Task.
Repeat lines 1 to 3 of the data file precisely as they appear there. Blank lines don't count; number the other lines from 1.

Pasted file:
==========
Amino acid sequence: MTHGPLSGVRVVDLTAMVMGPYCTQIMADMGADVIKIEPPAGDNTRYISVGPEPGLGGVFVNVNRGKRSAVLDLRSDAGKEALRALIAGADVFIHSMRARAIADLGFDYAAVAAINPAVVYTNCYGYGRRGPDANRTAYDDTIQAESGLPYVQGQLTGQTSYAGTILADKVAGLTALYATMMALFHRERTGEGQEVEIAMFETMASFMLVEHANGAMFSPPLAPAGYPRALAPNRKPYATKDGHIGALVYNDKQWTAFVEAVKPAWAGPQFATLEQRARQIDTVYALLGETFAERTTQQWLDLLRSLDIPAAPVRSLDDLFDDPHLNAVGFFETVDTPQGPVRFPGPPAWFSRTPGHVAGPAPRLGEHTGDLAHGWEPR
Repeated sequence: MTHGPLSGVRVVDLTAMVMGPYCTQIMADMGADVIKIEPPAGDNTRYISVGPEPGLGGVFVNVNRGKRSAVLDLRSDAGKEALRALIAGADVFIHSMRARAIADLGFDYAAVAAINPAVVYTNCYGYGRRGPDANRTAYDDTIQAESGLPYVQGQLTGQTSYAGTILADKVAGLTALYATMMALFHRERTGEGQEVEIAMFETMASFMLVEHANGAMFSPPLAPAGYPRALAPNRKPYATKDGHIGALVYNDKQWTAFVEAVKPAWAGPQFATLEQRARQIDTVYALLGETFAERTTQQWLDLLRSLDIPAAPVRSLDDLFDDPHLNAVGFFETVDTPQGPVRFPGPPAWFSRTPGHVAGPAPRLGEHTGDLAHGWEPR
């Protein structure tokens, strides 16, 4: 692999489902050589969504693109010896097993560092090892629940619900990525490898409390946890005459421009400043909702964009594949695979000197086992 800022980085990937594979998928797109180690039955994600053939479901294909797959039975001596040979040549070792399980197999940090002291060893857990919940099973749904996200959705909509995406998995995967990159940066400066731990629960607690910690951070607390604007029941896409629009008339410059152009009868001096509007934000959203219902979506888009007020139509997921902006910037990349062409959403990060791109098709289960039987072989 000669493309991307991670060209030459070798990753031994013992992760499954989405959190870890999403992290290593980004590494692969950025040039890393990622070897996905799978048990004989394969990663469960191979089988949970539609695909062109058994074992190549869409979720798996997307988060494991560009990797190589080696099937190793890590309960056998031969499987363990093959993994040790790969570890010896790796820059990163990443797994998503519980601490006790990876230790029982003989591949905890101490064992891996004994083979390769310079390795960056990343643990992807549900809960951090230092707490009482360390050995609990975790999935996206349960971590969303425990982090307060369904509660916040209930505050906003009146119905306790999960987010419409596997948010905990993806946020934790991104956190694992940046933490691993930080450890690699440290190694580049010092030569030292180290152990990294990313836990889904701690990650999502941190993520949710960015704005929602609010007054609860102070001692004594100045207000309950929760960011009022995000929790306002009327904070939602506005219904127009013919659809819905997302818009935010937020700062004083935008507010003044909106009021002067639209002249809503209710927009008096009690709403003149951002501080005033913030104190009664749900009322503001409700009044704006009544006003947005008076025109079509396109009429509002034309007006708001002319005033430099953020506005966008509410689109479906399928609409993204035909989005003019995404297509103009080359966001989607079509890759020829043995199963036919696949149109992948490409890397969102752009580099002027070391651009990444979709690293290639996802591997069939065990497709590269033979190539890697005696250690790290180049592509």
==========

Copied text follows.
Amino acid sequence: MTHGPLSGVRVVDLTAMVMGPYCTQIMADMGADVIKIEPPAGDNTRYISVGPEPGLGGVFVNVNRGKRSAVLDLRSDAGKEALRALIAGADVFIHSMRARAIADLGFDYAAVAAINPAVVYTNCYGYGRRGPDANRTAYDDTIQAESGLPYVQGQLTGQTSYAGTILADKVAGLTALYATMMALFHRERTGEGQEVEIAMFETMASFMLVEHANGAMFSPPLAPAGYPRALAPNRKPYATKDGHIGALVYNDKQWTAFVEAVKPAWAGPQFATLEQRARQIDTVYALLGETFAERTTQQWLDLLRSLDIPAAPVRSLDDLFDDPHLNAVGFFETVDTPQGPVRFPGPPAWFSRTPGHVAGPAPRLGEHTGDLAHGWEPR
Repeated sequence: MTHGPLSGVRVVDLTAMVMGPYCTQIMADMGADVIKIEPPAGDNTRYISVGPEPGLGGVFVNVNRGKRSAVLDLRSDAGKEALRALIAGADVFIHSMRARAIADLGFDYAAVAAINPAVVYTNCYGYGRRGPDANRTAYDDTIQAESGLPYVQGQLTGQTSYAGTILADKVAGLTALYATMMALFHRERTGEGQEVEIAMFETMASFMLVEHANGAMFSPPLAPAGYPRALAPNRKPYATKDGHIGALVYNDKQWTAFVEAVKPAWAGPQFATLEQRARQIDTVYALLGETFAERTTQQWLDLLRSLDIPAAPVRSLDDLFDDPHLNAVGFFETVDTPQGPVRFPGPPAWFSRTPGHVAGPAPRLGEHTGDLAHGWEPR
């Protein structure tokens, strides 16, 4: 692999489902050589969504693109010896097993560092090892629940619900990525490898409390946890005459421009400043909702964009594949695979000197086992 800022980085990937594979998928797109180690039955994600053939479901294909797959039975001596040979040549070792399980197999940090002291060893857990919940099973749904996200959705909509995406998995995967990159940066400066731990629960607690910690951070607390604007029941896409629009008339410059152009009868001096509007934000959203219902979506888009007020139509997921902006910037990349062409959403990060791109098709289960039987072989 000669493309991307991670060209030459070798990753031994013992992760499954989405959190870890999403992290290593980004590494692969950025040039890393990622070897996905799978048990004989394969990663469960191979089988949970539609695909062109058994074992190549869409979720798996997307988060494991560009990797190589080696099937190793890590309960056998031969499987363990093959993994040790790969570890010896790796820059990163990443797994998503519980601490006790990876230790029982003989591949905890101490064992891996004994083979390769310079390795960056990343643990992807549900809960951090230092707490009482360390050995609990975790999935996206349960971590969303425990982090307060369904509660916040209930505050906003009146119905306790999960987010419409596997948010905990993806946020934790991104956190694992940046933490691993930080450890690699440290190694580049010092030569030292180290152990990294990313836990889904701690990650999502941190993520949710960015704005929602609010007054609860102070001692004594100045207000309950929760960011009022995000929790306002009327904070939602506005219904127009013919659809819905997302818009935010937020700062004083935008507010003044909106009021002067639209002249809503209710927009008096009690709403003149951002501080005033913030104190009664749900009322503001409700009044704006009544006003947005008076025109079509396109009429509002034309007006708001002319005033430099953020506005966008509410689109479906399928609409993204035909989005003019995404297509103009080359966001989607079509890759020829043995199963036919696949149109992948490409890397969102752009580099002027070391651009990444979709690293290639996802591997069939065990497709590269033979190539890697005696250690790290180049592509």